72 posts

Master Geek
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  Reply # 1808551 28-Jun-2017 23:25
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easycloud:

 

That's really nice.  Do these Bonaire systems support both mains gas and LGP?

 

 

Yup. http://www.bonaire.co.nz/bonaire_mb5.cfm 

 

 

 

 

 

 


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Uber Geek
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  Reply # 1809136 29-Jun-2017 19:35
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dantheperson:

 

easycloud:

 

 

 

I was merely looking for non-electric ways of heating up the house.  In Canada everyone had gas furnaces but gas was cheap.  I wanted a wood fireplace when the house was being built 3 years ago but regulations have since made that illegal in Auckland.  Not sure what other common options there are.

 

 

Pretty much all the mains gas heaters can be ordered for LPG.  You can run a single room flued heater such as a Rinnai[1] which has similar purchase and running costs to a heatpump (and better in cold weather).  Or you can go the whole hog and get a central heating boiler [2]. Very expensive but very very effective and low running costs, and also works when it is cold.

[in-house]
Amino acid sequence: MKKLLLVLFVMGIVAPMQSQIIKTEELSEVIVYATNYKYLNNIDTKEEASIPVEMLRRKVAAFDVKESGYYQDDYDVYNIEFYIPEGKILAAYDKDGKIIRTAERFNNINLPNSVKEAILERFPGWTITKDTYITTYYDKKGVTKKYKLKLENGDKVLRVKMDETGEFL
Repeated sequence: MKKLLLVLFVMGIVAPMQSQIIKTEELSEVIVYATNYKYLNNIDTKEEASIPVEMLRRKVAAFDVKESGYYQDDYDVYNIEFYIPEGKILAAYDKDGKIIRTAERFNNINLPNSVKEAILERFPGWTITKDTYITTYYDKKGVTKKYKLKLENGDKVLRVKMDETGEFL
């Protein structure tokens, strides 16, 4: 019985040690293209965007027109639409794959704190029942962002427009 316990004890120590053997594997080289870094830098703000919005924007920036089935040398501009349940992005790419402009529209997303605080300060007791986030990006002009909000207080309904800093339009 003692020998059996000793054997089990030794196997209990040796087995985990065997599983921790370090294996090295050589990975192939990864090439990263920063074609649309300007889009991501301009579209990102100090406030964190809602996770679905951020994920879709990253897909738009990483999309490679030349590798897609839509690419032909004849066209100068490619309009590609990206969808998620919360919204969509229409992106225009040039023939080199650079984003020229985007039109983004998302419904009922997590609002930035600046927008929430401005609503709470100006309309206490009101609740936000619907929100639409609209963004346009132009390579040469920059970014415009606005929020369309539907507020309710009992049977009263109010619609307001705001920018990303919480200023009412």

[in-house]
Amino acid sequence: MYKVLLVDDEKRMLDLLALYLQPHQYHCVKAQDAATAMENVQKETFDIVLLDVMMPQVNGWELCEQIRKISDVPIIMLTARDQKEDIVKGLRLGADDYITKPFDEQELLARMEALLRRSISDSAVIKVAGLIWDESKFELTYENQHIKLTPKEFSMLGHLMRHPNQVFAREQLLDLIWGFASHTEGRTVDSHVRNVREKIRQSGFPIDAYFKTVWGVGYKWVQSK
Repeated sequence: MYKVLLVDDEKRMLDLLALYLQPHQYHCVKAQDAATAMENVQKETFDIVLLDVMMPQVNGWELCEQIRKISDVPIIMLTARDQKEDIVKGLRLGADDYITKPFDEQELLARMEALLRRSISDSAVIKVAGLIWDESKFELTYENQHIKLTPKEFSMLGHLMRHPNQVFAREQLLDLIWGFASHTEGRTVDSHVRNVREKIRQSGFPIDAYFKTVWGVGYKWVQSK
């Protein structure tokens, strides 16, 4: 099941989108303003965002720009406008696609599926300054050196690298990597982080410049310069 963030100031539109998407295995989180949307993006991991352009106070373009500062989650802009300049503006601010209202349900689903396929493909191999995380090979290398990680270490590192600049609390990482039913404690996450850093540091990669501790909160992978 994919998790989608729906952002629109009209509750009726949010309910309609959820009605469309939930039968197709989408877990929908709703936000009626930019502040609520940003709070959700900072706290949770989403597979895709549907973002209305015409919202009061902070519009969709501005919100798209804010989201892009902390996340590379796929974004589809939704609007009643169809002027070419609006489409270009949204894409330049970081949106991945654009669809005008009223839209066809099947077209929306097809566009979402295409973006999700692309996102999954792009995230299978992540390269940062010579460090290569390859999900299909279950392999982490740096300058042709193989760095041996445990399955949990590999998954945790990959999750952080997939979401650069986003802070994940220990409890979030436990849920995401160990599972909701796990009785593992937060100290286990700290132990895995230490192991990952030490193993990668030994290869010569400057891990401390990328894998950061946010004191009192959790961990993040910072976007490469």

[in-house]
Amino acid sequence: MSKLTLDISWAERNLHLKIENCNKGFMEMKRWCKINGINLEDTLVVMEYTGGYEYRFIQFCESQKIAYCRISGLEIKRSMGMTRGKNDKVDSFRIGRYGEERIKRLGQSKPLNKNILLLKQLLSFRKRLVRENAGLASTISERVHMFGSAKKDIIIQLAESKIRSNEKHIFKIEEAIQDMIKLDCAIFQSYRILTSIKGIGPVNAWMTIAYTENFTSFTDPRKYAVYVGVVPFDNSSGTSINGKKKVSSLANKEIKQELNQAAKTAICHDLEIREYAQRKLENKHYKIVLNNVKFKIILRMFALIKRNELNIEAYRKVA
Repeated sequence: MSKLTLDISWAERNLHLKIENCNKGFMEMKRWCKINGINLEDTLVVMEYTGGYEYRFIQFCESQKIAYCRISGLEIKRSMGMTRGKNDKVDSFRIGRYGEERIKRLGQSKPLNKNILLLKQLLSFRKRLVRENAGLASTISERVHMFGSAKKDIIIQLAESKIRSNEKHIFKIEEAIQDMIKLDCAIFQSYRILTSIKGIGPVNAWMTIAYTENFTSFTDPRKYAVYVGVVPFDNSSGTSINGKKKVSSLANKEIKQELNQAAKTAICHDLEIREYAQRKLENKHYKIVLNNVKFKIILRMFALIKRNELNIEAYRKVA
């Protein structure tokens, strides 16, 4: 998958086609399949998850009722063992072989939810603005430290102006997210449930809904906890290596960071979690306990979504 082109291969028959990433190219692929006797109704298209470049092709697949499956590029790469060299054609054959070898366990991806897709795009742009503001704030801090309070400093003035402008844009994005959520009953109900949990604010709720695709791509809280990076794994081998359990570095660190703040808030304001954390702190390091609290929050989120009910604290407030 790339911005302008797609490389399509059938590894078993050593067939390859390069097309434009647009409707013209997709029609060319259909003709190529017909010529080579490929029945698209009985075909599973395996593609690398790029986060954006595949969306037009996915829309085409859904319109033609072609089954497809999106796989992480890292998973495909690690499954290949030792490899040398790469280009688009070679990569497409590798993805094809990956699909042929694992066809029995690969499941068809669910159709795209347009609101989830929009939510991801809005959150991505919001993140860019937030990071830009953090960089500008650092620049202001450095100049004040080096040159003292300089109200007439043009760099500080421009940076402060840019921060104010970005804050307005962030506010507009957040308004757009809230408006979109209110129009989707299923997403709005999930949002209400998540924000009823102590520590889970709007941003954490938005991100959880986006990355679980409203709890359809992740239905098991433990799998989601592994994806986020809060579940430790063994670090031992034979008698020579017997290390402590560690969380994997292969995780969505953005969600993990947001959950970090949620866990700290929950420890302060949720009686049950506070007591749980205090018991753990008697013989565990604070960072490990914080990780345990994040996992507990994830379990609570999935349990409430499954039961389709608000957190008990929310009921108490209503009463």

[1]https://rinnai.co.nz/Product/112/21/other-energysaver-rinnai-energysaver-559ft-rinnai-energysaver-559ft

 

[2] e.g. https://www.waterheater.co.nz/shop/central-heating/bosch3/bosch-condensing-5000w-18kw/

 

 

Carefully consider running costs before you get LPG heating installed. As LPG in the 45KG bottles costs around 16.4c per KW/hr. And if you are using a flued heater, you also need to account for it's efficiency as well. Some heat goes out the flue. Heatpumps will definitely be cheaper to run than LPG heating. Consider just using plug in electric heaters for supplementing the heatpumps output. Assuming it only occasionally needs a boost. Otherwise get the installers back as it will be either undersized or there is a fault that is causing it to output less heat than it should.